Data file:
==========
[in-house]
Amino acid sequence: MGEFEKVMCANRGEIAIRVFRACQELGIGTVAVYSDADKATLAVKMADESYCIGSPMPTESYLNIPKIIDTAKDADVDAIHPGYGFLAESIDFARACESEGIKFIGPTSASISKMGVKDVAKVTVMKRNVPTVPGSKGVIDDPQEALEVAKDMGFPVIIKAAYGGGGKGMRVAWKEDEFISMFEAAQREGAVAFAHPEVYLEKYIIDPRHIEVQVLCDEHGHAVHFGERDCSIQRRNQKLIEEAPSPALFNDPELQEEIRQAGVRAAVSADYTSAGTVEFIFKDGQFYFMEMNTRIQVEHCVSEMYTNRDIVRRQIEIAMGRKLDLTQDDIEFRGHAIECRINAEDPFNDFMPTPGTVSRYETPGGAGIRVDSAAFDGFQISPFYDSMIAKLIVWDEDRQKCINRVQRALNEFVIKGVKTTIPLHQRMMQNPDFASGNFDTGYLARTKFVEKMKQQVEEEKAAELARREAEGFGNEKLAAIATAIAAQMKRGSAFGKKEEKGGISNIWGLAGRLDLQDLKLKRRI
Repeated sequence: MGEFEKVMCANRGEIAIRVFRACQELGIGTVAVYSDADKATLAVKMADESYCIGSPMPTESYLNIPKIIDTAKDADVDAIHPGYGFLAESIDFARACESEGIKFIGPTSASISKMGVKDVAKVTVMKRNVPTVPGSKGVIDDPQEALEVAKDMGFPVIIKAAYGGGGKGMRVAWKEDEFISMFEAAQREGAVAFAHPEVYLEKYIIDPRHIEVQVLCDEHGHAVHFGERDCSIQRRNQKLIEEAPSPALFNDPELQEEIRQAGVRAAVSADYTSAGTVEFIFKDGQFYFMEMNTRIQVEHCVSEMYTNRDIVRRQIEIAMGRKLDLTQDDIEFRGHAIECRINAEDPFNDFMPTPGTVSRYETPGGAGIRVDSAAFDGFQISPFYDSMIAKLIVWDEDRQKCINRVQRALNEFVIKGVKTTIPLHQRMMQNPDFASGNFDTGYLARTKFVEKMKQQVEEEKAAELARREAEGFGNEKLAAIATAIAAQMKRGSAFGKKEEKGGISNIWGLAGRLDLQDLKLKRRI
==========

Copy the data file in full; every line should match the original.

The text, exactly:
[in-house]
Amino acid sequence: MGEFEKVMCANRGEIAIRVFRACQELGIGTVAVYSDADKATLAVKMADESYCIGSPMPTESYLNIPKIIDTAKDADVDAIHPGYGFLAESIDFARACESEGIKFIGPTSASISKMGVKDVAKVTVMKRNVPTVPGSKGVIDDPQEALEVAKDMGFPVIIKAAYGGGGKGMRVAWKEDEFISMFEAAQREGAVAFAHPEVYLEKYIIDPRHIEVQVLCDEHGHAVHFGERDCSIQRRNQKLIEEAPSPALFNDPELQEEIRQAGVRAAVSADYTSAGTVEFIFKDGQFYFMEMNTRIQVEHCVSEMYTNRDIVRRQIEIAMGRKLDLTQDDIEFRGHAIECRINAEDPFNDFMPTPGTVSRYETPGGAGIRVDSAAFDGFQISPFYDSMIAKLIVWDEDRQKCINRVQRALNEFVIKGVKTTIPLHQRMMQNPDFASGNFDTGYLARTKFVEKMKQQVEEEKAAELARREAEGFGNEKLAAIATAIAAQMKRGSAFGKKEEKGGISNIWGLAGRLDLQDLKLKRRI
Repeated sequence: MGEFEKVMCANRGEIAIRVFRACQELGIGTVAVYSDADKATLAVKMADESYCIGSPMPTESYLNIPKIIDTAKDADVDAIHPGYGFLAESIDFARACESEGIKFIGPTSASISKMGVKDVAKVTVMKRNVPTVPGSKGVIDDPQEALEVAKDMGFPVIIKAAYGGGGKGMRVAWKEDEFISMFEAAQREGAVAFAHPEVYLEKYIIDPRHIEVQVLCDEHGHAVHFGERDCSIQRRNQKLIEEAPSPALFNDPELQEEIRQAGVRAAVSADYTSAGTVEFIFKDGQFYFMEMNTRIQVEHCVSEMYTNRDIVRRQIEIAMGRKLDLTQDDIEFRGHAIECRINAEDPFNDFMPTPGTVSRYETPGGAGIRVDSAAFDGFQISPFYDSMIAKLIVWDEDRQKCINRVQRALNEFVIKGVKTTIPLHQRMMQNPDFASGNFDTGYLARTKFVEKMKQQVEEEKAAELARREAEGFGNEKLAAIATAIAAQMKRGSAFGKKEEKGGISNIWGLAGRLDLQDLKLKRRI